A beautiful young systems analyst pulls back from her keyboard and stretches, yawns. It's late. Sliding into her coat, she taps out a text to her boyfriend: "Be there in 20." As she leaves the office, silence falls, except for the hum of florescent lights above.
A squeak. A garbage can appears, pushed by an older, balding man, his eyes suspiciously alert. Setting down his mop, the man sits at the system analyst's desk and pulls a USB key out of the pocket of his stained overalls. The silent PC hums to life as the USB key is inserted. Files scroll down the screen, and a faint smile flickers across his lips. Otlichno, he murmurs. Excellent.
Microsoft admitted Tuesday that the risk of this Hollywood-style hacking scenario is very real - and can be eliminated only via its latest Windows patch.
Yes, it almost sounds like something out of The Net, the 1995 film starring Sandra Bullock that featured a plot device relying on a backdoor passed around on floppy disks (USB drives were first shipped five years later).
As Microsoft noted in a blog post attached to its Patch Tuesday updates, one should assume that if an attacker has physical access to your computer (through theft, losing a laptop or otherwise), then a knowledgeable attacker will likely be able to crack it through any one of a variety of means. What the kernel-mode driver exploit that Microsoft patched on Tuesday - one of three "critical" vulnerabilities and seven total patches - enabled was casual physical access, of the sort that could be quickly done by a janitor or coworker.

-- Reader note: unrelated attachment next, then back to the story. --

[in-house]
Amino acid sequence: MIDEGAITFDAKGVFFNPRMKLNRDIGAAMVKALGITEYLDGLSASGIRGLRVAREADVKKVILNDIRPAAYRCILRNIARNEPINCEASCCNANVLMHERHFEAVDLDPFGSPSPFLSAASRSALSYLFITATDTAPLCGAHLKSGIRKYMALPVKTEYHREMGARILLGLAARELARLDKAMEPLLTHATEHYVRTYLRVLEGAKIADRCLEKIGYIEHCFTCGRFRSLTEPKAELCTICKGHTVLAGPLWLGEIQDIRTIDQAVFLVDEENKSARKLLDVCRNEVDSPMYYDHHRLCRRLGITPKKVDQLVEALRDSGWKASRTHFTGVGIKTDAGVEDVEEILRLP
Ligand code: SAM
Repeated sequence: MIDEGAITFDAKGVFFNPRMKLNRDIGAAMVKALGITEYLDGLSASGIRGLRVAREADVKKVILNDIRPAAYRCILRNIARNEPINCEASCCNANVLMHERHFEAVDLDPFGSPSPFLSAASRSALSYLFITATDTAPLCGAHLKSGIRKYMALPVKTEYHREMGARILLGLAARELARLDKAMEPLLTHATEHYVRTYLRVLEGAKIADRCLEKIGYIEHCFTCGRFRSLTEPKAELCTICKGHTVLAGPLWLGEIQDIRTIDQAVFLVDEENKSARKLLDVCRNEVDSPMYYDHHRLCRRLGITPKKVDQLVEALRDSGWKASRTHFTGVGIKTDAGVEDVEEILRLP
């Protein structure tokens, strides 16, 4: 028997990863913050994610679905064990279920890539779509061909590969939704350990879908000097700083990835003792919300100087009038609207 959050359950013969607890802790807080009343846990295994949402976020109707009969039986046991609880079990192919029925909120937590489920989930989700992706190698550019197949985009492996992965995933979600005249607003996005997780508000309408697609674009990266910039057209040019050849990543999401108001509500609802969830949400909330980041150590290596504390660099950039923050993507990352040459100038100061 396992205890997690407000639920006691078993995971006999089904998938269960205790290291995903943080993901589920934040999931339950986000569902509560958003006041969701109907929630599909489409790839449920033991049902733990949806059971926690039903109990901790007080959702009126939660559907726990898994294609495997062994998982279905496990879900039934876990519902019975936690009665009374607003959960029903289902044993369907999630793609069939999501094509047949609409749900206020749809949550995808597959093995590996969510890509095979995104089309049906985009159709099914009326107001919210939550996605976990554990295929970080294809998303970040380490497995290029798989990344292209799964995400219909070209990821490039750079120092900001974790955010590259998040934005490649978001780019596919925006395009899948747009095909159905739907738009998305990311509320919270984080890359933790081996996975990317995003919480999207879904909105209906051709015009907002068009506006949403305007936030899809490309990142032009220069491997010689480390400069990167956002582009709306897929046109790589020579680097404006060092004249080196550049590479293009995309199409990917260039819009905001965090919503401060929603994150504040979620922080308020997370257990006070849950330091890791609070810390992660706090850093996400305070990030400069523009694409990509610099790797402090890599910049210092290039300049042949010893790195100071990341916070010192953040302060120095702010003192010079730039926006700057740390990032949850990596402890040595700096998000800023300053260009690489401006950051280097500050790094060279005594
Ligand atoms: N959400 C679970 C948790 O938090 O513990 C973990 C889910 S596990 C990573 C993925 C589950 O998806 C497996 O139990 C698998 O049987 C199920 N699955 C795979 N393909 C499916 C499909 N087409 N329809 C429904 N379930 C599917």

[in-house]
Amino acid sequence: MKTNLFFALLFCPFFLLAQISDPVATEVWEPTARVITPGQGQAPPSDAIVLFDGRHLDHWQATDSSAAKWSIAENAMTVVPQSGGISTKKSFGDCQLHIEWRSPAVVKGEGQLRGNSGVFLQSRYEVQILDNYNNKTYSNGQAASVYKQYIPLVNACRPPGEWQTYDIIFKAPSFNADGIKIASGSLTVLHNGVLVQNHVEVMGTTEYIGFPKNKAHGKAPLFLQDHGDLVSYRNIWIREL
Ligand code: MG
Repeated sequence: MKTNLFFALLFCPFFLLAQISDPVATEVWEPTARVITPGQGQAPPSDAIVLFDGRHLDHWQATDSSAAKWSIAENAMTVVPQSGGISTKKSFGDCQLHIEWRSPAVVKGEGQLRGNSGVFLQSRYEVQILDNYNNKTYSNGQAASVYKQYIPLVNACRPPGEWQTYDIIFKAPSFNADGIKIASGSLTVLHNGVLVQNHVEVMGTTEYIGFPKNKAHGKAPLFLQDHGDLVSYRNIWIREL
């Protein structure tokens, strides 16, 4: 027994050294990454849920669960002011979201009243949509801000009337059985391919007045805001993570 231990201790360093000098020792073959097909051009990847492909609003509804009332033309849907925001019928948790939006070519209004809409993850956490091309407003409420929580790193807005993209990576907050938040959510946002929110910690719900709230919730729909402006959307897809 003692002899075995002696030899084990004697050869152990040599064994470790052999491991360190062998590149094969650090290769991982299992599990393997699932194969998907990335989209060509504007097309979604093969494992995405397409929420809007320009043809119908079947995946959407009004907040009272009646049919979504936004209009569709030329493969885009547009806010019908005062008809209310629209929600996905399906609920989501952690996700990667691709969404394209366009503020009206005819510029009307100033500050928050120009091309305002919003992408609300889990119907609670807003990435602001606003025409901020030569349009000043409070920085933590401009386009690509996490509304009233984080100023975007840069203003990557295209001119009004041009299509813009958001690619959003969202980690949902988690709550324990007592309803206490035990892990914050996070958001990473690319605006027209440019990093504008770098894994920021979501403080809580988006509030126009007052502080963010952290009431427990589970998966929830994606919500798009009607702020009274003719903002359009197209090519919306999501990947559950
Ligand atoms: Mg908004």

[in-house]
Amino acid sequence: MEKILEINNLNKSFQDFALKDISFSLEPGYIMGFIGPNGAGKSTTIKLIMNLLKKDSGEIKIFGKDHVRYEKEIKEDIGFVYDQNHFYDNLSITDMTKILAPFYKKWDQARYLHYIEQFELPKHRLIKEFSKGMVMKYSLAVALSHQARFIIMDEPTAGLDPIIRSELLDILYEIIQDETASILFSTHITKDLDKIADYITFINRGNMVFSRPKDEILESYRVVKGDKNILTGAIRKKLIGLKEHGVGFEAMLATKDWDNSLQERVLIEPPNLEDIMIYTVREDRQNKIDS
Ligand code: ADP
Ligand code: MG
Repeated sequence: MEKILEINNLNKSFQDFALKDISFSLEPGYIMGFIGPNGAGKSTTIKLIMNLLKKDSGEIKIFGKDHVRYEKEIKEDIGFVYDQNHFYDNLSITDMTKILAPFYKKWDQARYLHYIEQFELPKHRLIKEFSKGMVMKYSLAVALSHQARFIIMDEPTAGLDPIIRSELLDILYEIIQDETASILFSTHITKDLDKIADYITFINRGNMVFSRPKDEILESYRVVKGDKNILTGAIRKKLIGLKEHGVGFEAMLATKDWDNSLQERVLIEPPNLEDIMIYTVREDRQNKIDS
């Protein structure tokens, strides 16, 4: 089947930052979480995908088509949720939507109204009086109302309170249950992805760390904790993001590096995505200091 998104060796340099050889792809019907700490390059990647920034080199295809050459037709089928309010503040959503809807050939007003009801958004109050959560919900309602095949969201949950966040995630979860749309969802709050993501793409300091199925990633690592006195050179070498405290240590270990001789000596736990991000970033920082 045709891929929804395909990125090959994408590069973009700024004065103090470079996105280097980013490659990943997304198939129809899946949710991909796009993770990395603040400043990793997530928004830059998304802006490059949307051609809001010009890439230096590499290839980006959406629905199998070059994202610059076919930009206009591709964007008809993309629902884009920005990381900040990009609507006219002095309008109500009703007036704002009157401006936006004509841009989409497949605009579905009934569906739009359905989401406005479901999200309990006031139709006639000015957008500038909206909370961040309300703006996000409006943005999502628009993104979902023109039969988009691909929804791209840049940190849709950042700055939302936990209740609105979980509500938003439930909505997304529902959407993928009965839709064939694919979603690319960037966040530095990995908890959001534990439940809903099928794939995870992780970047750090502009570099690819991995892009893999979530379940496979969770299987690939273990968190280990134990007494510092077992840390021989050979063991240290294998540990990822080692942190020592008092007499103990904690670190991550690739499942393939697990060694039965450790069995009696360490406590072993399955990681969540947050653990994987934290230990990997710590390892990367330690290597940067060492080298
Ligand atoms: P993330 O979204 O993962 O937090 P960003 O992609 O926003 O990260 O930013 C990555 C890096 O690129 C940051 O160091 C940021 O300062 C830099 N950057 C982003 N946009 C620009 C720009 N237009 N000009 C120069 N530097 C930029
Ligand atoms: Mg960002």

"While this isn’t the first issue to leverage physical access and USB devices, it is different in that it doesn’t require a machine to be logged on," the Microsoft Security Response Team (MSRC) wrote. "It also provides kernel-level code execution where previous attacks only allowed code execution at the logged-on level. Because of this, someone with casual physical access, such as a custodian sweeping your office at night or a security guard making his rounds, could simply plug in a USB device to perform any action as an administrator."
The other two critical patches include Internet Explorer and Silverlight. Others, marked "Important," involved vulnerabilities in Visio, OneNote and SharePoint.
Windows Store Patches, ASAP
Microsoft also detailed how it would update apps sold via the Windows Store, its source for online apps - exclusively, in the case of Windows RT. Instead of delivering them on a monthly basis on Patch Tuesday, the patches and updates will be delivered as needed.
"This applies to Microsoft apps that are installed using the Windows Store and to apps like Mail, which are preinstalled with Windows 8 but updated using the Windows Store," Mike Reavey, senor director within the MSRC, wrote. "Providing security updates to these apps more frequently will allow us to add new functionality, fix issues and improve security. This will also help developers to avoid introducing new issues during the update process."
This more-active approach to security patches makes sense - except perhaps for aspiring screenwriters, who will have to come up with another preposterous representation of technology hacks.
Of course, if you don't apply Microsoft's new patches, comrade, then it's do svidaniya for you.
Images from the trailer for The Net, on YouTube.